Although there is evidence of potential violations of the statutes regarding the handling of classified information, our judgment is that no reasonable prosecutor would bring such a case. Prosecutors necessarily weigh a number of factors before bringing charges. There are obvious considerations, like the strength of the evidence, especially regarding intent. Responsible decisions also consider the context of a person’s actions, and how similar situations have been handled in the past.

In looking back at our investigations into mishandling or removal of classified information, we cannot find a case that would support bringing criminal charges on these facts. All the cases prosecuted involved some combination of: clearly intentional and willful mishandling of classified information; or vast quantities of materials exposed in such a way as to support an inference of intentional misconduct; or indications of disloyalty to the United States; or efforts to obstruct justice. We do not see those things here.

People who would, for political reasons of their own, very much like to see Hillary Clinton indicted, read this statement, and conclude that the fix was in. She’s a crook, and she got away with it. Elites protecting elites. But Comey’s actually referring to the principle of prosecutorial discretion. This is normal practice for law enforcement officials: to decide that a technical violation doesn’t rise to the level of criminality. Comey gives us a subtle, nuanced description of a complex process.

It also recognizes the reality that Hillary Clinton was Secretary of State, and that she is now running for President. Comey adds this clarification, which some people have found confusing.

To be clear, this is not to suggest that in similar circumstances, a person who engaged in this activity would face no consequences. To the contrary, those individuals are often subject to security or administrative sanctions. But that is not what we are deciding now.

What does he mean by ‘security or administrative sanctions?’ Clearly, Comey’s not talking about any kind of criminal charges. He dealt with the issue of criminality in his previous paragraph. But it’s possible that the FBI could recommend some other kind of lesser penalty. In other words, someone else doing what Hillary did could be fired.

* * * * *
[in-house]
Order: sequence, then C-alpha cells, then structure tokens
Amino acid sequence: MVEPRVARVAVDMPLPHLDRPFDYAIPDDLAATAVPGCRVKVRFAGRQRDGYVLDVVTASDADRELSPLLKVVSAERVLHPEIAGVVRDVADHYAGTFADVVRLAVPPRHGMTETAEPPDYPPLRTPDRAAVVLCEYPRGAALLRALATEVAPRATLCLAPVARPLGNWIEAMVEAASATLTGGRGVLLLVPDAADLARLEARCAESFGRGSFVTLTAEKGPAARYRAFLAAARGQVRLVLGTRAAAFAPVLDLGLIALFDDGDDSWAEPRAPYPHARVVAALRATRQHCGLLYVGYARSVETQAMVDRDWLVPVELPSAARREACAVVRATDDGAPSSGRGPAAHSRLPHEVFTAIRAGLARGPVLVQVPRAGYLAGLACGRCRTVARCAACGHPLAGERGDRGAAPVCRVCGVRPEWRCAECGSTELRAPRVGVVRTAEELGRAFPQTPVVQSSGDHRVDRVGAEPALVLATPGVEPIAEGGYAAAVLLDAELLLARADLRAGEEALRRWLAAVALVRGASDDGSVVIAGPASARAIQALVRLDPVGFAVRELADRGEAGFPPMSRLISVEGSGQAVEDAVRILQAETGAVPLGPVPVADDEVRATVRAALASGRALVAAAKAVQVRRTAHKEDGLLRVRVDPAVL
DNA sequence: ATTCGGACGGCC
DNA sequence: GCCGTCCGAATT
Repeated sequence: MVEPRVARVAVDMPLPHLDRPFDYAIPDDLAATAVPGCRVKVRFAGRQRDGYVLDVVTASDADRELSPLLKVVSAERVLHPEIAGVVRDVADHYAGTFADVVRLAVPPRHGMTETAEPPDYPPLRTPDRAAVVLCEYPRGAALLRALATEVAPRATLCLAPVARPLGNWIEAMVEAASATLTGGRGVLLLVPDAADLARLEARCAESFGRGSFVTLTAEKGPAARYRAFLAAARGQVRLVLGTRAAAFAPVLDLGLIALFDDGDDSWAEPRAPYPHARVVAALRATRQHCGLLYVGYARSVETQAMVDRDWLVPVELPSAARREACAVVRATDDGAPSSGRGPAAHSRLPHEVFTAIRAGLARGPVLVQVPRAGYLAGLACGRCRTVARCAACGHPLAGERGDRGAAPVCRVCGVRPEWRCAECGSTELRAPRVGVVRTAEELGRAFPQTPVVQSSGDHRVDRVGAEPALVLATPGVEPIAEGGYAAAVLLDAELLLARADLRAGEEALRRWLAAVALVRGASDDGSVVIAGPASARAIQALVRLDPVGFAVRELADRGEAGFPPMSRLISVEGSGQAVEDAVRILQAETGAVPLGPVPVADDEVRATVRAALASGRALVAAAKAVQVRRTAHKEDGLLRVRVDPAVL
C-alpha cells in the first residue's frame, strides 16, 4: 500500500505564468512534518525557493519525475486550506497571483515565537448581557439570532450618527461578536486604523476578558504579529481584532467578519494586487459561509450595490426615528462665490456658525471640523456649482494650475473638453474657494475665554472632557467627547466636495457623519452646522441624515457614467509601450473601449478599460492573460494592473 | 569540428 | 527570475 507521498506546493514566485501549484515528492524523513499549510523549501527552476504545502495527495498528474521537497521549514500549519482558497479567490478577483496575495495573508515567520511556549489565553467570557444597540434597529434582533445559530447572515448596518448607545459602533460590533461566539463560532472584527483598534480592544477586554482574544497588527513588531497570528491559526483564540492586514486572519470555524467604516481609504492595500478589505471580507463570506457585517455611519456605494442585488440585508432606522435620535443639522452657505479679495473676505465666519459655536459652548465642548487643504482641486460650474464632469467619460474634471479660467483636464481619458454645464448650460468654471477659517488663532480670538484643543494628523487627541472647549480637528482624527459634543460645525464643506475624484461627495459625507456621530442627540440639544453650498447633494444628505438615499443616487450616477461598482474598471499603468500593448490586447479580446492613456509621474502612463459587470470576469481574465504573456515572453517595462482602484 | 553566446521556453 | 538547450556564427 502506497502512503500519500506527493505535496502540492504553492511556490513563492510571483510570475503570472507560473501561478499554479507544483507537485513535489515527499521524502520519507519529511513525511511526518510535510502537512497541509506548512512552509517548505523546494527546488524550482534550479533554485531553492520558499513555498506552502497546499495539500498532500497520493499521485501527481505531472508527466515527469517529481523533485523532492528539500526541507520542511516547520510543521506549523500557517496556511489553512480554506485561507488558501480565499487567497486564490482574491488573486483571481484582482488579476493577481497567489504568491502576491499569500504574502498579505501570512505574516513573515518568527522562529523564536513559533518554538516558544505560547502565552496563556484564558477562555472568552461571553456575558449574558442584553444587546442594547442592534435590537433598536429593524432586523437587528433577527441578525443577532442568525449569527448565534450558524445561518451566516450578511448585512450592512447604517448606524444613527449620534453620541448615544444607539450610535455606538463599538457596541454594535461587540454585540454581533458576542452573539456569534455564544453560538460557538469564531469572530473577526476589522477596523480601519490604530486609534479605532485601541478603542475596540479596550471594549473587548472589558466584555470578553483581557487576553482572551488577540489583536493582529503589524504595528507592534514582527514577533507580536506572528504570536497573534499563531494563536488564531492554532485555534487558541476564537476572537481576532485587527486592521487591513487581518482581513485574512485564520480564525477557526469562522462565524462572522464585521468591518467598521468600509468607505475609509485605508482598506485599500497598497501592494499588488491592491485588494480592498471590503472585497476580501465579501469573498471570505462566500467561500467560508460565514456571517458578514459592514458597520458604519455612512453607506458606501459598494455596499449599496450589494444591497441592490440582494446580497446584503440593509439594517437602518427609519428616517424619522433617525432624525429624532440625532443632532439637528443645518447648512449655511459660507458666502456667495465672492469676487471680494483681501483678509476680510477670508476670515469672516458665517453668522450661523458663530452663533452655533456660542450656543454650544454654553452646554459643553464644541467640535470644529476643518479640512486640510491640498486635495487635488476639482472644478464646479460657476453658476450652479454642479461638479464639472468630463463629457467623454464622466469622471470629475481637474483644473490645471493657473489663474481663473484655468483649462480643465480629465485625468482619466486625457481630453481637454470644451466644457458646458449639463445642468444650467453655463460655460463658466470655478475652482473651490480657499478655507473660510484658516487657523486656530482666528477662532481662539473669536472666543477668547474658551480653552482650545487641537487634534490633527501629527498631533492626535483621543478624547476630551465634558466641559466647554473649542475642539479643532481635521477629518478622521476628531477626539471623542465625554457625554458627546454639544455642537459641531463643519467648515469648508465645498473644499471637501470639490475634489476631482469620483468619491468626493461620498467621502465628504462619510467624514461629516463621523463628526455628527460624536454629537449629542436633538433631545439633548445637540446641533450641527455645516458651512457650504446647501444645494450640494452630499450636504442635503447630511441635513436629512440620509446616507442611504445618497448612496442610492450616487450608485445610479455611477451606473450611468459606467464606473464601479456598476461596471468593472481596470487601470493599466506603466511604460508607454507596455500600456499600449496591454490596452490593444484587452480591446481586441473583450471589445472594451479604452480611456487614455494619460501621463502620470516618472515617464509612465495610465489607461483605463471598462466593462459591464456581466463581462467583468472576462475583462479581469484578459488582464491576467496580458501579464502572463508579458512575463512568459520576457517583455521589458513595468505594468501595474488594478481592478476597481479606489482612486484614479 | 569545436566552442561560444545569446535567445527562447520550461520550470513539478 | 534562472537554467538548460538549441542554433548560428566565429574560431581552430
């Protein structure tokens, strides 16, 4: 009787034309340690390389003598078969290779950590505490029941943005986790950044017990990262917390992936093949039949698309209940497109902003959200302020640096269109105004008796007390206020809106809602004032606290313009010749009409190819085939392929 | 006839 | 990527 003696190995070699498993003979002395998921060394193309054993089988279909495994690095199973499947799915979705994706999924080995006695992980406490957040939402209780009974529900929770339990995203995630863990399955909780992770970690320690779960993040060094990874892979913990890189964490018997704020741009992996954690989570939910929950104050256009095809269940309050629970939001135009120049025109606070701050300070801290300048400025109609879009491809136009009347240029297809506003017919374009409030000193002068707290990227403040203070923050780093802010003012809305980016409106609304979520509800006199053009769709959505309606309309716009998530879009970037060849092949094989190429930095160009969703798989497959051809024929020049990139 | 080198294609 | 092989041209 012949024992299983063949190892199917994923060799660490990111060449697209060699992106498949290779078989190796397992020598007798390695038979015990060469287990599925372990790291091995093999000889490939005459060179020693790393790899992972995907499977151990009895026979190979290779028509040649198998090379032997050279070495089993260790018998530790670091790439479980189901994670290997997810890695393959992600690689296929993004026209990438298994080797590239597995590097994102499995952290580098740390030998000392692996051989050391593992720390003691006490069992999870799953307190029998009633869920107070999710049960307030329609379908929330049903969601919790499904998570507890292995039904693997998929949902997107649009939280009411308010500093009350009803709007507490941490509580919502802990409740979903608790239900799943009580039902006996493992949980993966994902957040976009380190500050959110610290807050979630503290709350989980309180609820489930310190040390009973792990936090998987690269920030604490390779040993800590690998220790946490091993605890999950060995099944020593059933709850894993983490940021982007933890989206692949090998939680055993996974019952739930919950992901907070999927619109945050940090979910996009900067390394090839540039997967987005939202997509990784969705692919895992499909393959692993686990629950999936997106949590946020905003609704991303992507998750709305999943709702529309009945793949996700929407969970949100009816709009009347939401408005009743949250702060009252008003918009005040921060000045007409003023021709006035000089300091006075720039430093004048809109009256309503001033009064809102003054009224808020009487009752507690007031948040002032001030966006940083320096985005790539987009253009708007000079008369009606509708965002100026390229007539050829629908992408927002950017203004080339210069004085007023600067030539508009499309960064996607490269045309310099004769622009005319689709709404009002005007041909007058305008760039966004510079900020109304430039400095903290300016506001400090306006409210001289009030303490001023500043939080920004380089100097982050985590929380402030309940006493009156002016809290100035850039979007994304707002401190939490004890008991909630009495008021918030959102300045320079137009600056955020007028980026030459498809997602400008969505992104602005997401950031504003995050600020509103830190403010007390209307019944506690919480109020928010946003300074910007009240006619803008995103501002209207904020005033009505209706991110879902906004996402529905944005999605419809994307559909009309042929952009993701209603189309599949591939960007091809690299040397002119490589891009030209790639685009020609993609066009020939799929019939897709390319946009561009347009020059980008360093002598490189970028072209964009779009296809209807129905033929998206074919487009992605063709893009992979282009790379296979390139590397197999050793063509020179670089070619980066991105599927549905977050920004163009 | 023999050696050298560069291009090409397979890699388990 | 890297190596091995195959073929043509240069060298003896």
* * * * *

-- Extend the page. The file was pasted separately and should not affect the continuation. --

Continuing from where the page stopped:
I’ve heard some people suggest that Hillary should be fined for her actions. That would be the kind of ‘lesser sanction’ that Comey suggests. But you can’t. The only way to fine Clinton would be as the result of a criminal procedure. You can’t just say ‘Mrs. Clinton, we’re not going to charge you. But could you please pay a fine?’ Can’t happen. A judge can fine someone in lieu of jail time. But that was never going to happen.

Didn’t Hillary Clinton know how bad this whole thing might look? Didn’t Bill Clinton realize how his innocent airport visit to Loretta Lynch’s plane would appear to people? This story, from, explains it beautifully. Bill and Hillary Clinton are caught in a horrible, toxic cycle of suspicion and mistrust with the press.

I think it goes back to what was likely one of the most traumatic events of the Clintons’ lives: the suicide of Vince Foster. Foster was a close personal friend of them both, and a trusted aid. When he saw how badly the press overreacted to the travel office story, he fell into a deep depression, resulting in his tragic suicide. And then the Clintons found themselves accused of having murdered him.

I don’t think they’ve ever recovered from it. I think it’s even possible that Hillary Clinton suffers from untreated PTSD stemming from Vince Foster’s suicide. And she concluded, probably both Clintons concluded, as a result, that they are never going to be treated fairly by the national media. Scandals simply erupt, based on nothing, and there’s nothing they can do to prevent it. So who cares about appearances? So a private email server looks bad? It could become a big problem? Well, so what? If it’s the emails, it’ll be something else.

Hillary Clinton knows she will never be treated fairly, that her reputation will be maligned no matter what she does. And her reaction is to keep on keepin’ on. Her instinct is to hunker down, fight harder, study more, and try to do some good in this world. The email thing is over. Let’s elect her President.